In the book Fallen Angels Walter Dean Myers tells the story of soldiers who struggles with a problem involving what is right and wrong in war. Fallen Angels set in Vietnam during the Vietnam war, the story introduces the main character Perry, who faces obstacles, including death and killing. The author’s use of literary devices, specifically imagery, irony, and metaphors convey the theme warfare often forces soldiers to reconsider their traditional notions of right and wrong.
“Nineteen”, by Elizabeth Alexander uses language and tone to form a multi-sensory poem about remembering her youth and desire to connect to her past Vietnam vet lover. These aspects of language and tone are embedded in the outer form of the poem, as the author forms an imaginative recreation of her young adult life, which directly impacts the reader to allow for an enjoyable simple read. The elements of language and tone formation ensure the translation of Alexander’s emotions or feelings of her youth for the audience to relate and understand.
Readers, especially those reading historical fiction, always crave to find believable stories and realistic characters. Tim O’Brien gives them this in “The Things They Carried.” Like war, people and their stories are often complex. This novel is a collection stories that include these complex characters and their in depth stories, both of which are essential when telling stories of the Vietnam War. Using techniques common to postmodern writers, literary techniques, and a collection of emotional truths, O’Brien helps readers understand a wide perspective from the war, which ultimately makes the fictional stories he tells more believable.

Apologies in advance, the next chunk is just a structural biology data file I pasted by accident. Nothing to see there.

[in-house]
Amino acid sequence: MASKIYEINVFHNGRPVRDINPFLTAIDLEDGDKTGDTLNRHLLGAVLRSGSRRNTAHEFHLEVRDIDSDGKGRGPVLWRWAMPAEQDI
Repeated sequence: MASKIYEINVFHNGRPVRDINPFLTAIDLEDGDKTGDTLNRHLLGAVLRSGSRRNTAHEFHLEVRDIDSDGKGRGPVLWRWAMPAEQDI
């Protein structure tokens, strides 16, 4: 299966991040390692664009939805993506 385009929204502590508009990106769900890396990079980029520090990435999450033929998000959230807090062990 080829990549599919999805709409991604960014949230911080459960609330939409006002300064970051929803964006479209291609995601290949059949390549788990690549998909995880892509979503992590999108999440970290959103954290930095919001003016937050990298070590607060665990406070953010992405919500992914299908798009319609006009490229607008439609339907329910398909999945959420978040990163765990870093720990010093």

Kwame Dawes, an author of poems, novels, and anthologies, was born and raised in Jamaica, later moving to the States in pursuit of his current employment at the University of Nebraska. He writes mainly about the themes of ethnicity, influenced by Jamaican culture and the musician Bob Marley. “Tornado Child” contains a storm of concepts. This poem is intriguing because of its ability to draw different ideas of the theme based on the reader’s experiences and influences. What is the intended interpretation, and what could be interpreted?
In Sherman Alexie’s short story, “War Dances,” the narrator unravels in thoughts and takes us through events in his life. He picks up by speaking about a cockroach that ends up dying in his Kafka baggage from a trip to Los Angeles. The cockroach still appears many times throughout the story. The narrator spends quality time in the hospital with his father, who is recovering from surgery due to diabetes and alcoholism, all along the way while he, himself, discovers he might have a brain tumor, leading his right ear to talk about his father. Using a style of tragedy and care both incorporate together a symbolic story that would make even a plain reader feel touched, leading to the major occurrence of a theme of the importance of family.